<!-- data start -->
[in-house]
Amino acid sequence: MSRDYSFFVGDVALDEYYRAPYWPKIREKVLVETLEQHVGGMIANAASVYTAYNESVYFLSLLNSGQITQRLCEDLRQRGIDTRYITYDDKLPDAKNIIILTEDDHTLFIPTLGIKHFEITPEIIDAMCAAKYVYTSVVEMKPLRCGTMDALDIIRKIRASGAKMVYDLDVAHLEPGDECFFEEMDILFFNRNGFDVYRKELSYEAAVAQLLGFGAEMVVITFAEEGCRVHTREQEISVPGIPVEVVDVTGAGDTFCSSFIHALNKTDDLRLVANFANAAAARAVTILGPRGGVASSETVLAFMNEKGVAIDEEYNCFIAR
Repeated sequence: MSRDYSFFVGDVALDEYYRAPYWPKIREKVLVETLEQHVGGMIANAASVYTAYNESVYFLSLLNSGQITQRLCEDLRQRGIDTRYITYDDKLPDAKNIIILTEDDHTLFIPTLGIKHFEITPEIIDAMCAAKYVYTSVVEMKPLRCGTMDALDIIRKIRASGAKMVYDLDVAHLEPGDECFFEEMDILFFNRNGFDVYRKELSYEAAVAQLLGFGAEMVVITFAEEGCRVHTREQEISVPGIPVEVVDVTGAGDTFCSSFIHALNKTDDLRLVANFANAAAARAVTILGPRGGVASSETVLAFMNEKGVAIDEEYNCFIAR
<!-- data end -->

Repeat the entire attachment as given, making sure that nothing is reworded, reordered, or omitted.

[in-house]
Amino acid sequence: MSRDYSFFVGDVALDEYYRAPYWPKIREKVLVETLEQHVGGMIANAASVYTAYNESVYFLSLLNSGQITQRLCEDLRQRGIDTRYITYDDKLPDAKNIIILTEDDHTLFIPTLGIKHFEITPEIIDAMCAAKYVYTSVVEMKPLRCGTMDALDIIRKIRASGAKMVYDLDVAHLEPGDECFFEEMDILFFNRNGFDVYRKELSYEAAVAQLLGFGAEMVVITFAEEGCRVHTREQEISVPGIPVEVVDVTGAGDTFCSSFIHALNKTDDLRLVANFANAAAARAVTILGPRGGVASSETVLAFMNEKGVAIDEEYNCFIAR
Repeated sequence: MSRDYSFFVGDVALDEYYRAPYWPKIREKVLVETLEQHVGGMIANAASVYTAYNESVYFLSLLNSGQITQRLCEDLRQRGIDTRYITYDDKLPDAKNIIILTEDDHTLFIPTLGIKHFEITPEIIDAMCAAKYVYTSVVEMKPLRCGTMDALDIIRKIRASGAKMVYDLDVAHLEPGDECFFEEMDILFFNRNGFDVYRKELSYEAAVAQLLGFGAEMVVITFAEEGCRVHTREQEISVPGIPVEVVDVTGAGDTFCSSFIHALNKTDDLRLVANFANAAAARAVTILGPRGGVASSETVLAFMNEKGVAIDEEYNCFIAR